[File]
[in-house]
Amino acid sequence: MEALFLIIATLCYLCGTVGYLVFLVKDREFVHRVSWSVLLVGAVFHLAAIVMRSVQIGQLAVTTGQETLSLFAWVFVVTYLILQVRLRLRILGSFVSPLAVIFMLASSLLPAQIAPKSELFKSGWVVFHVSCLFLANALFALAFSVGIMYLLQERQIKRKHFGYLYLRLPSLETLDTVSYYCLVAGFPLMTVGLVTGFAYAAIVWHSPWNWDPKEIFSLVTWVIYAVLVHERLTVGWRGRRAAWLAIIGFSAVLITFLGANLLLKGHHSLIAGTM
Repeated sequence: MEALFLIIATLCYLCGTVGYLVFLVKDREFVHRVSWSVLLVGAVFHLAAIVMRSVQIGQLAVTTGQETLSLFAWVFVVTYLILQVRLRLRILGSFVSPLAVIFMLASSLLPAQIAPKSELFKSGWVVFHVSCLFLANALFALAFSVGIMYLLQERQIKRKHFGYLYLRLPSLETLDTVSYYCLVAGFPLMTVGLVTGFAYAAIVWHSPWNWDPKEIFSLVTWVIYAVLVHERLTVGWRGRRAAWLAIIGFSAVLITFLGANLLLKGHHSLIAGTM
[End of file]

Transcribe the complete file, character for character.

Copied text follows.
[in-house]
Amino acid sequence: MEALFLIIATLCYLCGTVGYLVFLVKDREFVHRVSWSVLLVGAVFHLAAIVMRSVQIGQLAVTTGQETLSLFAWVFVVTYLILQVRLRLRILGSFVSPLAVIFMLASSLLPAQIAPKSELFKSGWVVFHVSCLFLANALFALAFSVGIMYLLQERQIKRKHFGYLYLRLPSLETLDTVSYYCLVAGFPLMTVGLVTGFAYAAIVWHSPWNWDPKEIFSLVTWVIYAVLVHERLTVGWRGRRAAWLAIIGFSAVLITFLGANLLLKGHHSLIAGTM
Repeated sequence: MEALFLIIATLCYLCGTVGYLVFLVKDREFVHRVSWSVLLVGAVFHLAAIVMRSVQIGQLAVTTGQETLSLFAWVFVVTYLILQVRLRLRILGSFVSPLAVIFMLASSLLPAQIAPKSELFKSGWVVFHVSCLFLANALFALAFSVGIMYLLQERQIKRKHFGYLYLRLPSLETLDTVSYYCLVAGFPLMTVGLVTGFAYAAIVWHSPWNWDPKEIFSLVTWVIYAVLVHERLTVGWRGRRAAWLAIIGFSAVLITFLGANLLLKGHHSLIAGTM